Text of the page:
Cleveland Indians' Scott Kazmir Is Better Than You Think
Scott Kazmir has seven wins and six losses. Not that impressive of a record when you first look at it. But when you do, you can't truly understand how good he's been in his first full season since 2010.
In his last ten starts, he has surrendered two runs or fewer six times. In those ten starts, he's whiffed 49 in 56 innings, walking only 17. Considering Kazmir was in Sugar Land, Texas last year just hoping to make it through the season healthy, you couldn't ask for anything better.
This season we have seen the good and the bad with Kazmir. Late April against the Houston Astros, he gave up six runs in three innings. In a July outing against the Seattle Mariners, he was the Kazmir of old, striking out seven over eight innings and allowing just one hit.
Kazmir is averaging 92.3 mph on his fastball, a velocity he hasn't reached since 2005, according to FanGraphs. When you add that increased velocity to his repertoire of six pitches, Kazmir can be as dangerous as anybody on the mound.
Deception and control are the two biggest attributes Kazmir has going right now. His past struggles, including wildness on the mound, would have been trying for any pitcher, particularly when such wildness leads to walks and baserunners.
As of today, Kazmir's WHIP sits at 1.328, the lowest it's been since 2008, and his walks per game are down to a career best 3.0. With better control comes the ability to make opponents swing at your pitches.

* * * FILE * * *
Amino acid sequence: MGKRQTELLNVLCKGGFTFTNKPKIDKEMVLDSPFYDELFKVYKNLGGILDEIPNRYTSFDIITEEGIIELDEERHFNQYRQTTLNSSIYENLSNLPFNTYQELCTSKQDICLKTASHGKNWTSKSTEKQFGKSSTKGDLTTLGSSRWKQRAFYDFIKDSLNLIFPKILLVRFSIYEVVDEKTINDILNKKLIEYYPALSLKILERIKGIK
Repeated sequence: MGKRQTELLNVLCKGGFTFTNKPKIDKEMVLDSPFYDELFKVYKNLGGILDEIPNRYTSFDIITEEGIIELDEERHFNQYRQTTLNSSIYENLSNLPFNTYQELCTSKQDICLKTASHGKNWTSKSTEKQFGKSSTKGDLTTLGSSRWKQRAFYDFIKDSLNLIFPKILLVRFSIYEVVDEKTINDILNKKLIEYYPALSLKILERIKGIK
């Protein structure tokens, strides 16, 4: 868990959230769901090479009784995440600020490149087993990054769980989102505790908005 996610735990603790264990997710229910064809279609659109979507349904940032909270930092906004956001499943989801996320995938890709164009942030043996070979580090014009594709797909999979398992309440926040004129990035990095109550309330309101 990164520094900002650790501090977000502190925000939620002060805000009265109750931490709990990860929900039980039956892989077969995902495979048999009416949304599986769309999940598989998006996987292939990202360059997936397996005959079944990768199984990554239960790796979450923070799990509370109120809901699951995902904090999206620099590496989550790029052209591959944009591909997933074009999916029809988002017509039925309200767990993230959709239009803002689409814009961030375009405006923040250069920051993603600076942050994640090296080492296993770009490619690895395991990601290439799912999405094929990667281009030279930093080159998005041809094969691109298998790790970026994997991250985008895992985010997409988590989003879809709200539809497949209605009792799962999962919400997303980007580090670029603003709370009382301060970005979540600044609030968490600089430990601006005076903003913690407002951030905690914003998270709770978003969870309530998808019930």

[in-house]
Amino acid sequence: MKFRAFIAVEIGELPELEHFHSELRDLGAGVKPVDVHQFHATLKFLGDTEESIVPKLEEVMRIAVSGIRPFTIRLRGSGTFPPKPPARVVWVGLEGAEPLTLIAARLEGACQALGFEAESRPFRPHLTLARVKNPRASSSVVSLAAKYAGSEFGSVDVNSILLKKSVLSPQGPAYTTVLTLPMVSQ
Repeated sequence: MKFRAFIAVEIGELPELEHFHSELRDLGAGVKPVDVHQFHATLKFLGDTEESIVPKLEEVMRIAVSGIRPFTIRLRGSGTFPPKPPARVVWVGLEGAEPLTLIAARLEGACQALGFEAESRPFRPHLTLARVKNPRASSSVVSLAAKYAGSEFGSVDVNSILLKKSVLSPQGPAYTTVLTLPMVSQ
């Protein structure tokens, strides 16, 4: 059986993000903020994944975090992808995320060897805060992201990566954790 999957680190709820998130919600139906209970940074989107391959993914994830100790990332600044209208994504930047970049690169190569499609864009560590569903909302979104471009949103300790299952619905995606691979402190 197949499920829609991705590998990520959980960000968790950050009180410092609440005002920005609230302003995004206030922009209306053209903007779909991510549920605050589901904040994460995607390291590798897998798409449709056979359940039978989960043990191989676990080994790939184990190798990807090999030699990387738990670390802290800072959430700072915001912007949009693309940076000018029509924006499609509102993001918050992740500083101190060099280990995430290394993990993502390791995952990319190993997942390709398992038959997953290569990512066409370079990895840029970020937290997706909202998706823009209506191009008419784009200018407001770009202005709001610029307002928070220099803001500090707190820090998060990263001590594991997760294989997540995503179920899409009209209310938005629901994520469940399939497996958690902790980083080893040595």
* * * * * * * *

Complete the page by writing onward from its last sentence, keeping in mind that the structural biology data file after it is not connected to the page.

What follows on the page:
As the season progresses, batters can pick up on a pitcher's routines, so it's important for a pitcher to change his pitch sequence to keep hitters off balance. And for a hurler with six pitches at his disposal, Kazmir should be effective at making such adjustments. Of his six pitches, Kazmir uses his fastball, sinker and change-up the majority of the time.
Despite throwing his slider less often, Kazmir will use it when he has two strikes. In July, he threw it with two strikes 44 percent of the time against left-handed hitters. He tended to start off right-handed hitters with sinkers.
In August, Kazmir has continued his trend against left-handed batters, throwing sliders with two strikes in the count, relying on the pitch 30 percent of the time overall. He's turned to his sinker more as an out pitch than before. Against right-handed hitters, he's been throwing his fastball much more frequently, while the slider has been non-existent.
After nine years in the bigs, Kazmir has reinvented himself, and has become a vital piece of the puzzle in the Cleveland Indians playoff run. We have seen the worst, but we haven't seen his best.
*Pitch details courtesy Brooks Baseball*
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